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The crisis that’s killing America: ‘Zombie’ drug hitting the streets, destroying communities

Law enforcement officials are fighting a new drug being added to the illegal drug supply in Michigan. It’s being transported across the nation and making the deadliest drug threat the United States has ever seen even deadlier.

The drug is Xylazine. It’s a powerful animal tranquilizer that is now helping to fuel overdose deaths that have reached record-setting levels.

Steve Verdow, the acting special agent in charge of DEA Michigan, told 9&10′s Christina Aguayo that Xylazine is already in Michigan.


“It’s here and, unfortunately, it’s having a devastating effect on this country,” he said.

The latest data released by the Centers for Disease Control and Prevention shows that in the 12-month period ending in September 2023, more than 111,000 people died by overdose. Nearly 3,100 of those deaths occurred in Michigan, and the majority involved opioids like Fentanyl.

Verdow said that the DEA Michigan is seizing 150 to 200 pounds of Fentanyl every two years, which is enough to potentially kill more than 11 million people. Even so, Verdow believes the DEA Michigan is only seizing about half of what’s actually coming into the state,

“I would love to say, hey, we’re getting 75% of what’s coming in, but I’m a realist,” he said.


Recently, the number of overdose deaths involving Xylazine - otherwise known as The Tranq drug - has spiked. In fact, the CDC is reporting a 276% jump between 2019 and 2022.

DEA Michigan public information officer Brian McNeal said that Xylazine is not illegal, and even though a license is required to purchase the animal tranquillizer, people are finding work-arounds, and using it in tandem with other deadly drugs.

“This drug is being mixed with Fentanyl and it stretches your Fentanyl supply. It stretches out the high for the end user. And so you’re taking a cheap drug like Fentanyl, and you’re mixing it with an even cheaper drug, like Xylazine, and you’re causing massive chaos,” McNeal said.

The evidence of Xylazine’s effect is being seen in videos popping up across the nation. People are walking around the streets, half conscious, with bent backs and moving in slow motion.


It also causes necrosis - the rotting of human flesh - which can lead to amputation. This is how it got its street name - the Zombie Drug.

“It creates wounds in the user, so a lot of times if you have these wounds and you’re going to seek treatment, you’re going to be turned away from the facility,” McNeal said, “because you’ve got these massive wounds that they’re not equipped to deal with. You have to first go to the hospital, so it creates a barrier for someone to seek treatment.”

What makes Xylazine even more dangerous, according to McNeal, is that it is not an opioid, so Narcan won’t work.

“Anyone who’s overdosing from Fentanyl and Xylene is not going to be responsive to Naloxone or Narcan. So you’re getting hit with this Narcan, which is supposed to bring you back from an opioid overdose, but the Xylazine is still suppressing your breathing, so it’s this double whammy,” he said.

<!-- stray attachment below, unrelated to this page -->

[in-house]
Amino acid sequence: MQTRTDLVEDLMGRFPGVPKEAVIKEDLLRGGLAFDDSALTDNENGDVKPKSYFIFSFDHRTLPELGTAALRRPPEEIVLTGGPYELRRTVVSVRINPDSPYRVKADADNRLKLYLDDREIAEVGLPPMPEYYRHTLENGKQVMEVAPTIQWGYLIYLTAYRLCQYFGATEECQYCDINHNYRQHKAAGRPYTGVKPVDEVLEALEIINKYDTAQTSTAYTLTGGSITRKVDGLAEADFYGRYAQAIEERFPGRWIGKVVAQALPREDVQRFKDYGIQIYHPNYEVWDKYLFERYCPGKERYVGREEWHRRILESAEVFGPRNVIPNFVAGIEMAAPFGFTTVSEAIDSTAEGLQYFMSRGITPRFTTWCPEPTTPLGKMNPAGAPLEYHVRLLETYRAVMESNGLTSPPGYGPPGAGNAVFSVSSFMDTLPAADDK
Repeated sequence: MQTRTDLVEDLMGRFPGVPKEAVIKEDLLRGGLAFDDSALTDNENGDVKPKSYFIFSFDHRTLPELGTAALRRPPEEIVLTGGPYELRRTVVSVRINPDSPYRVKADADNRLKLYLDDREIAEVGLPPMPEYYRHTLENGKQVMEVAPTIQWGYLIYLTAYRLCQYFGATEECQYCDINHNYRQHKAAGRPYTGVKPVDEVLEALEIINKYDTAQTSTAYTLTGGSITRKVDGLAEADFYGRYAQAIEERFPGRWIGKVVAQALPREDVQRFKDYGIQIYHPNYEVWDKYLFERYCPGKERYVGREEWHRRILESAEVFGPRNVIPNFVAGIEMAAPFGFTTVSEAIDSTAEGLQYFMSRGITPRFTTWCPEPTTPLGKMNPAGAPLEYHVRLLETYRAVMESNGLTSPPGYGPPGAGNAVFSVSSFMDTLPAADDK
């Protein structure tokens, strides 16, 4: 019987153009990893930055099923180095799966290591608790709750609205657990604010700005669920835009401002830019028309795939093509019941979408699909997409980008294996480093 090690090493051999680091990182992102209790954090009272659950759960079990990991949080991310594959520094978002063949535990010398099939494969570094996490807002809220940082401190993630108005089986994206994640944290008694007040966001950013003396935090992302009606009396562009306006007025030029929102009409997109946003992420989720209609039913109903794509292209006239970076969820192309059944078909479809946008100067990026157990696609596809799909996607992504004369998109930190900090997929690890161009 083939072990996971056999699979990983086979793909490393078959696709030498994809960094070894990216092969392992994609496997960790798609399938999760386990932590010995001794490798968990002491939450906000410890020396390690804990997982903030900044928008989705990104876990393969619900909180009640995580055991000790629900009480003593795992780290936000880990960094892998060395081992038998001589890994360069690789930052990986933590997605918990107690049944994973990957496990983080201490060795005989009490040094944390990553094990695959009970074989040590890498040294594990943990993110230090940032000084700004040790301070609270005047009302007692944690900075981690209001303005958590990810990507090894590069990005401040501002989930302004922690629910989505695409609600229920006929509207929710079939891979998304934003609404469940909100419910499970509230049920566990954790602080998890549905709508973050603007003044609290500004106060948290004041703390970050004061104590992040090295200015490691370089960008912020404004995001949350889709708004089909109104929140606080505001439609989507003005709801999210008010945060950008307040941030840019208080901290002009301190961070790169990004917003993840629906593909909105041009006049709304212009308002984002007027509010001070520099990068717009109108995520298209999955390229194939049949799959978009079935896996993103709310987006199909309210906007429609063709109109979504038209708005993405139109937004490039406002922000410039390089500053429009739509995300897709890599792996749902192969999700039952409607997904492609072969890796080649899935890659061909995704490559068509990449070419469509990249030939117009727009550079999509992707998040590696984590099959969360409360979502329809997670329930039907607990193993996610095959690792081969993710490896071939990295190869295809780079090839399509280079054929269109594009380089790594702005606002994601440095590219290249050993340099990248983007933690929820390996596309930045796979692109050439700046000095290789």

Xylazine is already being seen in Michigan, making its way to the Midwest from the Southern border,

“It’s coming mainly from Mexico,” Verdow said. “I’m not going to say 100%, but the vast majority of it is coming through there. Just because of the size of our border, the Southwest border, it’s the easiest spot for them to be able to bring their products in. And, you know, for as far as with the Fentanyl and the Xylazine, not only are they producing their own in labs, the vast majority of precursors for these drugs are coming from China, and they ship into Mexico and then they come right up through into our country.”

Verdow believes that the Mexican drug cartels are set up in all 50 states with distribution hubs and transportation routes that stretch from the U.S.-Mexico border to the Upper Peninsula using highways like US 131 in Michigan.

“This (US-131) is one of the major routes that the traffickers and the organizations will use when they’re transporting drugs. They can drop off whatever they’re carrying here in the Grand Rapids area, or they can continue north to Traverse City or even go further up into the Upper Peninsula,” he said.

Experienced traffickers will scout ahead of time to check for police presence.

“They’ll take alternate routes or they’ll just move up the time that they’re going to be traveling up there. Sometimes they’ll have follow cars so that way they can always have someone who’s looking out in front of or behind the actual car or vehicle that’s carrying the drugs,” he said.

Those scouts will then give a heads up to the load car if there are cops up ahead. But even if the load car gets pulled over, it’s difficult to pinpoint the source of the drugs

“They’re taking all their direction from somebody who’s in Mexico or who could be in a different state,” he said. “They’ll say, ‘All I do is take direction from the phone.’ That follow car, they let the handler know or the controller know, ‘Hey, there’s a problem with the stop.’ They will cease and desist all communication between them, and they will even destroy the phones.”

The cartels are getting their delivery methods down to a science, where it’s just as profitable, if not more, to send drugs to remote areas like Northern Michigan and sell them at a price lower than anyone locally can produce.